Online Poker Room Cracked (not a hoax)

This is documented fact: an online poker room’s shuffling algorithm and random number generator were so flawed that a player could predict the next card off the deck and know his opponent’s cards.

Before proceeding, you need to know that it is our informed opinion that the people promoting “Party Poker Cracked” ebooks and software on the web, in chat rooms, in newsgroups, and at the poker tables are making false claims. Their claims are absurd on their face. Do not buy their ebooks, do not visit their websites, and do not follow their system. We’ll expose more about these “Party Poker Cracked” claims in a future article.

We recommend reading this prior installment on the basic concepts of how cards are shuffled at an online poker site. Knowing those very basic concepts will make it easier to understand what went wrong.

In 1999, online poker rooms for real money were just beginning to emerge. One of these early poker sites was Planet Poker, which used software from ASF Software, Inc. In order to help instill trust in game integrity, they made the software code of their shuffling algorithm public.

This in itself is not bad – knowing the source code of a shuffling algorithm does not allow a person to know the outcome of running it, because the shuffle will be based on a input which should be truly random and also unpredictable.

The problem was that Planet Poker’s algorithm, random number generator, and random data source were significantly flawed.

The first problem was that the shuffling algorithm actually couldn’t produce every possible deck variation because of numerical limitations combined with a programming flaw.

In this situation, the RNG generated a 32-bit number, which only supports numbers up to approx 4 billion. As you read in the prior article, there are many more than 4 billion possible deck orderings.

Making matters worse was that the source for random data was based on the number of milliseconds past midnight. But there are only approximately 87 million milliseconds in a day. This means there were only 87 million orderings of cards that could be used.

This limitation was significant because this particular shuffling algorithm started each run of the shuffling algorithm with the same deck order. Imagine if you were at a live cardroom with a dealer who had a lazy shuffle, only riffle-shuffling a couple times. Since the cards are mucked in a different order each hand, the effects of that dealer’s lazy shuffle may not be very evident. But what if that dealer started with a new deck of cards out of the box every time? Wouldn’t you at least eventually notice some clumping of suits and card values?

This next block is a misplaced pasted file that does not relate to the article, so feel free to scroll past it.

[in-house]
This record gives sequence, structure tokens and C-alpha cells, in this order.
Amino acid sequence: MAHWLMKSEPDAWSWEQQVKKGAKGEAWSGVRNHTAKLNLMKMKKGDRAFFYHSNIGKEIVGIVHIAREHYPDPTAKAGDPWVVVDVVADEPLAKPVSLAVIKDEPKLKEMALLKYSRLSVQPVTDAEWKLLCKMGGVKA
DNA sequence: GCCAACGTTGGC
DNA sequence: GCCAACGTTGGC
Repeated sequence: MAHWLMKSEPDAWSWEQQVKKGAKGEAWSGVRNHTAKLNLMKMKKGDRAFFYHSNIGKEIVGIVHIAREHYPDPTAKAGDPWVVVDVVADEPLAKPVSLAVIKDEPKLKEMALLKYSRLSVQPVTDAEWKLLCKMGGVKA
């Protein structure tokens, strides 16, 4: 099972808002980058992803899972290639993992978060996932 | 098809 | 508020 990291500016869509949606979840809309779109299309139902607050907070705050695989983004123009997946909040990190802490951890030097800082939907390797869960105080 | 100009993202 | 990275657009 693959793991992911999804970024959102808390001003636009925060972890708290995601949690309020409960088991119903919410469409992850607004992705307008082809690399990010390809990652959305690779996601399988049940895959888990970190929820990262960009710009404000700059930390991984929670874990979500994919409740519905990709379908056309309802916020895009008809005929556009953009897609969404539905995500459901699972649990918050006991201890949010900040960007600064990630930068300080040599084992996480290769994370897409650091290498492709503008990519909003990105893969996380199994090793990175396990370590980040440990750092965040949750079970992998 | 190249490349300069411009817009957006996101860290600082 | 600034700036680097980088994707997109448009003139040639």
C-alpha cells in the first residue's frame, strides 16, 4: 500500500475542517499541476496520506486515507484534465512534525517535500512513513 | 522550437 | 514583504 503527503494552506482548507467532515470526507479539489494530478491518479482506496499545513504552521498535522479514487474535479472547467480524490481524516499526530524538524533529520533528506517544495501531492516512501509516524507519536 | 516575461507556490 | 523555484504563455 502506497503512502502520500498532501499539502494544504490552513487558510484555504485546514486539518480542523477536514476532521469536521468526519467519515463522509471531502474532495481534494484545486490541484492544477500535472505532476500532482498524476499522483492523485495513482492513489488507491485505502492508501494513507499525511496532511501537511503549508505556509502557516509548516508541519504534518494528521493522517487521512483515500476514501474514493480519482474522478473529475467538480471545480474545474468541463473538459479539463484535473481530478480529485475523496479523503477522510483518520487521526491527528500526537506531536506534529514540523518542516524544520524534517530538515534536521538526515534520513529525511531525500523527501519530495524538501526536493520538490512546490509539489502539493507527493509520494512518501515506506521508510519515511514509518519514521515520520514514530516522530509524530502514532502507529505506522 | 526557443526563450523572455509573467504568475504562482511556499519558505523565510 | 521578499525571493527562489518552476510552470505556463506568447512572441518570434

As explained in the prior article, there are approximately 130,000,000,000,000,000,000,000,000,000,000,000,000,000,000 possible deck orderings for a 52-card deck. Eighty-seven million is significantly less.

This combination of flaws is already problematic enough for concern, and knowing this would cause many players to leave a poker site. But it was worse than that.

The second problem was that the RNG seed was predictable with some effort. A user knowing the RNG seed and the programming function operating on that seed and the shuffling algorithm would be able to crack the shuffle.

The RNG seed was based on the number of milliseconds from midnight. The team that cracked the poker site was able to synchronize their clocks with the poker site’s clock and was able to reduce the number of possible shuffles at any one time to a set of 200,000 possibilities.

Through these dissections of the algorithm and RNG flaws, we’ve seen the number of deck orderings slip from 52! (the huge number above) to 4 billion, to 87 million, and now to 200,000.

Still, that’s a lot of possible deck orderings, and without number-crunching power and more data, that’s not enough to take dramatic advantage of the site. But by combining how Hold 'Em poker is played along with the power of computers this was a fairly easy task for the cracking team.

The team plugged in the position of the dealer button and first five known cards in a Hold ‘Em game. These cards were their two hole cards and the three community cards on the flop. Based on that data, their computer was able to search the potential 200,000 deck orderings for the one that was being used during that hand.

Net result: After the flop, the cracking team knew the hole cards of every single player and knew the turn and river in advance.

How much money did these crackers make? Well, the good news is that the cracking team was part of a group effort to find security holes and alert companies so that they could fix them. They alerted ASF Software, makers of the software used by Planet Poker and they corrected the flaw quickly.

Yes, this really happened in 1999. The cracking team was from Reliable Software Technologies. They are Brad Arkin, Frank Hill, Scott Marks, Matt Schmid, Thomas John Walls, and Gary McGraw. You can read a more technical overview of their effort here:
http://itmanagement.earthweb.com/entdev/article.php/616221

Our next article will discuss how the major poker sites’ current approach to shuffling differs from the flawed approach of a few years ago at Planet Poker. The differences are significant and should give players confidence in the randomness of the cards.

You can find prior entries on this topic here:

Basics of Online Shuffling

Live Cardroom Deck Shuffles

Online Shuffling - Setting Expectations


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